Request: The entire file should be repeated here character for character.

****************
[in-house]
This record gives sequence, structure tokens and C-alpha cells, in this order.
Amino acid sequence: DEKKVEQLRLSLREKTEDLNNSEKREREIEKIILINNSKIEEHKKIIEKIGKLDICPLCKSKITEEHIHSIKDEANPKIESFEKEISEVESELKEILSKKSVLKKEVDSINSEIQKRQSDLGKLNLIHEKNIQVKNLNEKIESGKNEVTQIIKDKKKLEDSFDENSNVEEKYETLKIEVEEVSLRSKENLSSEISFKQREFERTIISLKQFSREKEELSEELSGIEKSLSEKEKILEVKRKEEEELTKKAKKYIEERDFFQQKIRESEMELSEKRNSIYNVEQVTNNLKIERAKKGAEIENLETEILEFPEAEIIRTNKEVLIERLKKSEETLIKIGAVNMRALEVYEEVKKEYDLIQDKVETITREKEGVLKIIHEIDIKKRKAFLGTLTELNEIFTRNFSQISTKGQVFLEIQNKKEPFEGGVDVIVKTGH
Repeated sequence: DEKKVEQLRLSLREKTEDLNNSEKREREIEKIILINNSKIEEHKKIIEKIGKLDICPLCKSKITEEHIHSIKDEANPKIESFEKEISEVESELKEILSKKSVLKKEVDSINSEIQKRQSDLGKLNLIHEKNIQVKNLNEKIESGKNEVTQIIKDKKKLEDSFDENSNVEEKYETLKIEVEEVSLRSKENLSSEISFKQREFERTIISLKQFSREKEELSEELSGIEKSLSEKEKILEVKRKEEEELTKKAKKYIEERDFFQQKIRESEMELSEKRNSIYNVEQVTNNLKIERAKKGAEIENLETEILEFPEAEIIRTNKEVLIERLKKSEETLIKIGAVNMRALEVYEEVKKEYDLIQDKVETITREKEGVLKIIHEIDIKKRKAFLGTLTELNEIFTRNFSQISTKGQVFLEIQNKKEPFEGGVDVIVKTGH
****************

[in-house]
This record gives sequence, structure tokens and C-alpha cells, in this order.
Amino acid sequence: DEKKVEQLRLSLREKTEDLNNSEKREREIEKIILINNSKIEEHKKIIEKIGKLDICPLCKSKITEEHIHSIKDEANPKIESFEKEISEVESELKEILSKKSVLKKEVDSINSEIQKRQSDLGKLNLIHEKNIQVKNLNEKIESGKNEVTQIIKDKKKLEDSFDENSNVEEKYETLKIEVEEVSLRSKENLSSEISFKQREFERTIISLKQFSREKEELSEELSGIEKSLSEKEKILEVKRKEEEELTKKAKKYIEERDFFQQKIRESEMELSEKRNSIYNVEQVTNNLKIERAKKGAEIENLETEILEFPEAEIIRTNKEVLIERLKKSEETLIKIGAVNMRALEVYEEVKKEYDLIQDKVETITREKEGVLKIIHEIDIKKRKAFLGTLTELNEIFTRNFSQISTKGQVFLEIQNKKEPFEGGVDVIVKTGH
Repeated sequence: DEKKVEQLRLSLREKTEDLNNSEKREREIEKIILINNSKIEEHKKIIEKIGKLDICPLCKSKITEEHIHSIKDEANPKIESFEKEISEVESELKEILSKKSVLKKEVDSINSEIQKRQSDLGKLNLIHEKNIQVKNLNEKIESGKNEVTQIIKDKKKLEDSFDENSNVEEKYETLKIEVEEVSLRSKENLSSEISFKQREFERTIISLKQFSREKEELSEELSGIEKSLSEKEKILEVKRKEEEELTKKAKKYIEERDFFQQKIRESEMELSEKRNSIYNVEQVTNNLKIERAKKGAEIENLETEILEFPEAEIIRTNKEVLIERLKKSEETLIKIGAVNMRALEVYEEVKKEYDLIQDKVETITREKEGVLKIIHEIDIKKRKAFLGTLTELNEIFTRNFSQISTKGQVFLEIQNKKEPFEGGVDVIVKTGH